Project Planning, Schedule & Control–Chapter 4: How to Achieve High-Performance Project Management™


This blog post is part of a series that summarizes the 5th edition of the classic project manager’s handbook Project Planning, Scheduling & Control by James L. Lewis, Ph.D., the founder of the Lewis Institute, Inc.    I wanted to go through the book and take notes for my own use, but also in the hope that my summary would be of interest to both those already in the project management field or those who want to enter that field.

1.  Introduction–What is High-Performance Project Management™

In this chapter, Dr. John Lewis presents his model for High-Performance Project Management™, a model he developed at the Lewis Institute for defining project management maturity.

Here are the five levels of High-Performance Project Management™, which I will abbreviate forthwith as HPPM.

HPPM Level Explanation
One Bare Awareness
Two Minimal Performance—3Σ Level
Three Bronze Level–4Σ Level
Four Silver Level–5Σ Level
Five Gold Level–6Σ Level

The difference in quality between the 3Σ level, which most organizations operate at, and the 6Σ level, is significant.   At the 3Σ level, an organization is losing 25 to 30 cents of every sales dollar because of defects.    That cost of poor quality is reduced to only 3 cents on the dollar at the 6Σ level.

You achieve HPPM not only by achieving the 6Σ level of quality on projects, but by consistently meeting the PCTS (performance-cost-time-scope) targets for your projects.    As per the discussion in the first chapter, three of these variables can be dictated, but the fourth must be allowed to float.    Since these three targets can be estimated, in essence achieving HPPM means being able to improve your ability to estimate.    Since estimation is difficult for highly complex projects such as software design, it may be impossible to hit all these targets consistently, but you should strive to do so nonetheless.

2.  Benefits of HPPM

HPPM takes you from a seat-of-the-pants project management approach to a structured approach.   As an example of the benefits of such an approach, Dr. Lewis mentions the San Diego Building Association’s competition in 1983 to see how fast a typical single-family home could be built (defined as a single-story house built on a cement slab with 2,000 square feet of floor space).   Highly detailed plans were developed, and the best practice run yielded a building time of six hours.   However, by revising the plan, it was estimated that the house could be built in as little as 3 hours and 39 minutes, so the competition was called the “four-hour house project.”   The results were impressive, with the record being 2 hours and 45 minutes!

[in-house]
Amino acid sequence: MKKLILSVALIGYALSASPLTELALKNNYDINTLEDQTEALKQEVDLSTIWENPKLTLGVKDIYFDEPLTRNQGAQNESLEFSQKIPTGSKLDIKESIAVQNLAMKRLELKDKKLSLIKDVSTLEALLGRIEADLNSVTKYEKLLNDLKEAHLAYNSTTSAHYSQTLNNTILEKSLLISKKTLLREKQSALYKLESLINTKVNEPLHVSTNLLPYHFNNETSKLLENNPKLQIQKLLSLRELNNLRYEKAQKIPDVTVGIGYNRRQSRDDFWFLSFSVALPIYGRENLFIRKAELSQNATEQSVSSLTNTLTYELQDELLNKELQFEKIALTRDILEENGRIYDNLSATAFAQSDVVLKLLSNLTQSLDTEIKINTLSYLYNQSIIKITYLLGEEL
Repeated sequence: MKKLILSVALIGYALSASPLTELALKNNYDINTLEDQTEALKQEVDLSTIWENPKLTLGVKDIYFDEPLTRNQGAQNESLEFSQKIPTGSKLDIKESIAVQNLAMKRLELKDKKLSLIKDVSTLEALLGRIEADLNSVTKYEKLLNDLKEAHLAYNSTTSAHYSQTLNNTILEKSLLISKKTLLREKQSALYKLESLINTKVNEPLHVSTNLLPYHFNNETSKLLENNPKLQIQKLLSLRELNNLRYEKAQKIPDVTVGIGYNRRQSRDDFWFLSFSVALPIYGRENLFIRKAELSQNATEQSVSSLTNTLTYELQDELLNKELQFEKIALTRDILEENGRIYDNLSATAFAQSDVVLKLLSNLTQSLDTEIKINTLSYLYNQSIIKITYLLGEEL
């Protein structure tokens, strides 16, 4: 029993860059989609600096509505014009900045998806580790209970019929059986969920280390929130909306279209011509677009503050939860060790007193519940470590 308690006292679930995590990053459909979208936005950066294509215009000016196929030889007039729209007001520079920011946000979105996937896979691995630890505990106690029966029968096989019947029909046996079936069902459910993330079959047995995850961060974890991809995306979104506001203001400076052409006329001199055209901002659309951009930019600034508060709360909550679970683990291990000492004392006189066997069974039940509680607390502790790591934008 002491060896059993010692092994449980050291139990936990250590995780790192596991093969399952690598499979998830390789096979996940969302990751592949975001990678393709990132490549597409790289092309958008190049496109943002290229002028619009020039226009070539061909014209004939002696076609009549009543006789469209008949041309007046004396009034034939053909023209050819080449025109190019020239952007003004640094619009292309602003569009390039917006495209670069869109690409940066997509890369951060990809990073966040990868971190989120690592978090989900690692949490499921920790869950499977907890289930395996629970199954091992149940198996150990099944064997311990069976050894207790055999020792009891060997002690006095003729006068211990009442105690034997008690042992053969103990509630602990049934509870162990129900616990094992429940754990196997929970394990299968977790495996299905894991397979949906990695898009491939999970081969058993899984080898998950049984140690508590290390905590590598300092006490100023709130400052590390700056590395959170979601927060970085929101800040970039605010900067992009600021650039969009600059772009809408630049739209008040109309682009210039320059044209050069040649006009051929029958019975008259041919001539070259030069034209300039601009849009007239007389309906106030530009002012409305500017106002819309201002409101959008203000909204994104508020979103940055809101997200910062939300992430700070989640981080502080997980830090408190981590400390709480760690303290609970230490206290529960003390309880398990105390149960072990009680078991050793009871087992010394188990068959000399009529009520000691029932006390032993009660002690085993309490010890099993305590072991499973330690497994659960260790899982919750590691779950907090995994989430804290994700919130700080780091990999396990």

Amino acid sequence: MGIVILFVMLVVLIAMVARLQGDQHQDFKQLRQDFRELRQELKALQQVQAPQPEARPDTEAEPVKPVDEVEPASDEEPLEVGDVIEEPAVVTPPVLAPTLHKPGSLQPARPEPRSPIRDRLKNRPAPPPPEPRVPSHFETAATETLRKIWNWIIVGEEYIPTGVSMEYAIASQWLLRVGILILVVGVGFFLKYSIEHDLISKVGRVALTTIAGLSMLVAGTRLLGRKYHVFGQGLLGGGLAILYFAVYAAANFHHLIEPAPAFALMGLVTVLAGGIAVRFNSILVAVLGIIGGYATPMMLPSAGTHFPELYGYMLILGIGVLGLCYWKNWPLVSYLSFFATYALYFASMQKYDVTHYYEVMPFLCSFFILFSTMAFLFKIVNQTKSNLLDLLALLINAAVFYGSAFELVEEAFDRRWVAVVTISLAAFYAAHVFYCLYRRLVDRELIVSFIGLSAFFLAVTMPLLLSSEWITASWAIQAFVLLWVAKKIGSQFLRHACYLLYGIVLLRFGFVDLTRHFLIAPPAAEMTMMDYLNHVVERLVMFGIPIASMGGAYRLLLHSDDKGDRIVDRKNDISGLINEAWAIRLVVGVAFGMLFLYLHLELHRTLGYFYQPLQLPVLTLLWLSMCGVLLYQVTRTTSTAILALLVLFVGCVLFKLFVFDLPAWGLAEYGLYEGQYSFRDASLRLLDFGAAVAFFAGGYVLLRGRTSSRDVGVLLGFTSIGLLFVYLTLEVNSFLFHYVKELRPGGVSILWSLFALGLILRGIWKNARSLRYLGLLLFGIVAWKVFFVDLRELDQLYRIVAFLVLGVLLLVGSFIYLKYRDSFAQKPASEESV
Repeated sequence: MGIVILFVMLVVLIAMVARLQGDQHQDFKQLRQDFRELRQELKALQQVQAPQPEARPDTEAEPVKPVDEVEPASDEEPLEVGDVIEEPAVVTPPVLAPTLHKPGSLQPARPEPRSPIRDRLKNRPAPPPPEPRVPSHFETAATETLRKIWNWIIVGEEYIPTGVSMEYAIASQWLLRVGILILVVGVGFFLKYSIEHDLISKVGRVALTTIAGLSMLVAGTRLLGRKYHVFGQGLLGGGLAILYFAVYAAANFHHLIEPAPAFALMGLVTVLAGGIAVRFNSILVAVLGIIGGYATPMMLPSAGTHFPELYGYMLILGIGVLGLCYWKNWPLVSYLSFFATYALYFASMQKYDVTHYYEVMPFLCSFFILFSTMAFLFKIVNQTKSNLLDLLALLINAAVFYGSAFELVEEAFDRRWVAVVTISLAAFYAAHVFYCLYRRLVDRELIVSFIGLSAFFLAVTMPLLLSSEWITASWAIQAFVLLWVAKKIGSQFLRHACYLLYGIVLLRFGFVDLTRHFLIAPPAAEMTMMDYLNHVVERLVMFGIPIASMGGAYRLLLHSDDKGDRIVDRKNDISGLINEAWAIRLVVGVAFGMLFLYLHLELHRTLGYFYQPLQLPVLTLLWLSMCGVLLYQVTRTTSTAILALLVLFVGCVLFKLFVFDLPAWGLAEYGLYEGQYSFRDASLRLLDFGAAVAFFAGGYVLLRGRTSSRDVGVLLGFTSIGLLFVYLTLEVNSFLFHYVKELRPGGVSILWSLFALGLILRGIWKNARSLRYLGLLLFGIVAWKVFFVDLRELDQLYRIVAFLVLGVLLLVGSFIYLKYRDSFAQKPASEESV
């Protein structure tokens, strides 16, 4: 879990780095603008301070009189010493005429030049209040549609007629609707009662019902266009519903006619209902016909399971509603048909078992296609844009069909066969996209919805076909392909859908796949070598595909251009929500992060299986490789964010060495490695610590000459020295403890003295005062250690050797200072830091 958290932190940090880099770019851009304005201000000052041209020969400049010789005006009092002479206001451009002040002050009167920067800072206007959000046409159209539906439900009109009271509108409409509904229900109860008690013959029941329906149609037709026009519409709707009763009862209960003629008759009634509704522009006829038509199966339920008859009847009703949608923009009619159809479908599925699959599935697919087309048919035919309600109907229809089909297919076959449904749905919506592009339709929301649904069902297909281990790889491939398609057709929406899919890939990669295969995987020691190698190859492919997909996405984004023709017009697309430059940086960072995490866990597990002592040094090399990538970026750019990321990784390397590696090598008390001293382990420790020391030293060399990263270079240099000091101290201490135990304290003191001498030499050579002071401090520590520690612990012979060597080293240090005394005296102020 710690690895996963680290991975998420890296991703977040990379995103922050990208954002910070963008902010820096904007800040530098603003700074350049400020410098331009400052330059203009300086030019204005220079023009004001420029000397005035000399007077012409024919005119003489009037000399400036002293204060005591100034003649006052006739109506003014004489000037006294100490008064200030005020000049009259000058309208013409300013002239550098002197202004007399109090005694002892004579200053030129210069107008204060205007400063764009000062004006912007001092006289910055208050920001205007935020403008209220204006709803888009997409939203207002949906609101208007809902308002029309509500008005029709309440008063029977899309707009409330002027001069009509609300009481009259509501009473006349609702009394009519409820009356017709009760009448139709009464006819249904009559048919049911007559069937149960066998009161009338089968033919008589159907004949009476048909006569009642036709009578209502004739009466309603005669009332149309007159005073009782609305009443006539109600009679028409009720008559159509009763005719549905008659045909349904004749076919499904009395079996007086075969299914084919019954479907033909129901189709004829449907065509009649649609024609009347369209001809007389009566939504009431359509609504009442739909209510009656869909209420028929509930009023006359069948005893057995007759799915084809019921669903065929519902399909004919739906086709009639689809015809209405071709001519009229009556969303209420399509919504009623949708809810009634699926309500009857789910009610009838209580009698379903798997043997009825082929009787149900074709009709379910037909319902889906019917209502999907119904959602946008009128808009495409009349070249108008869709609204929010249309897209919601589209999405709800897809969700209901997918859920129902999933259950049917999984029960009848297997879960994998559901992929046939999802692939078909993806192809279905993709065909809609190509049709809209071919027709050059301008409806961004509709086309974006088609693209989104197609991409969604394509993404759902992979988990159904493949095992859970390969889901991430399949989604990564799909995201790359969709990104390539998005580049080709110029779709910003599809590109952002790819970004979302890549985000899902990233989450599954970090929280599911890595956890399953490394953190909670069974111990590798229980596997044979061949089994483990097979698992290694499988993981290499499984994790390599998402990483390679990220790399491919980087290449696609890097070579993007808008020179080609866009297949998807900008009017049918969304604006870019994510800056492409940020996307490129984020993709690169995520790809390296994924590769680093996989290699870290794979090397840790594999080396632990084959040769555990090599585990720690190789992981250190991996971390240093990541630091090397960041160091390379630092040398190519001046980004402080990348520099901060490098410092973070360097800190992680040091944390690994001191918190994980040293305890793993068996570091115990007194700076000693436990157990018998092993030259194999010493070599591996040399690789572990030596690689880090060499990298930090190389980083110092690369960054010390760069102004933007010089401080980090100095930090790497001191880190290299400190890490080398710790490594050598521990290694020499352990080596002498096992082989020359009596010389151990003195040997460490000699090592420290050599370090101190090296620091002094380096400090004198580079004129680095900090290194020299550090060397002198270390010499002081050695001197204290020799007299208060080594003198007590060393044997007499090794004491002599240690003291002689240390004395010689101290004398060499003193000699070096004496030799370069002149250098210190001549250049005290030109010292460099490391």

The key is in the planning, but many project managers are pressured to start work before a project plan is completed.

3.  Three Components of Poor Project Management

Back in Chapter 1, the three elements of project management were introduced:  tools, systems, and people.   Poor project management can have its origin in any of these three areas.

a.  People

Coaches, surgeons, and actors, three totally different professions, have one thing in common:   it takes years for people to master their craft.    And yet, many project managers are expected to perform immediately after taking a seminar!    Project managers don’t just need to learn the tools & techniques of project management, but the skills in dealing with people.   They must be supported by ongoing feedback on how they are performing, and with coaching to improve their performance.    In short, the application of these tools, techniques, and people skills needs to be supported.

b.  Tools

Microsoft Project is a tool, so is a saw.   Handing a person a saw does not make them a carpenter, no more than handing them Microsoft Project makes them a project manager.   Dr. Lewis recommends that prospective project managers need to be given a course in project management first and THEN be taught the software.    Sufficient time must be given for the prospective project manager to learn the software (at least two full days for the basics).

c.  Systems

Peter Senge in The Fifth Discipline (New York: Doubleday, 1990) shows that systems generate behavior, regardless of the people in the system.   Unless you change the system, you will continue to get the same behavior.    If people don’t seem to be performing acceptably, you must take into account the system within which they are working.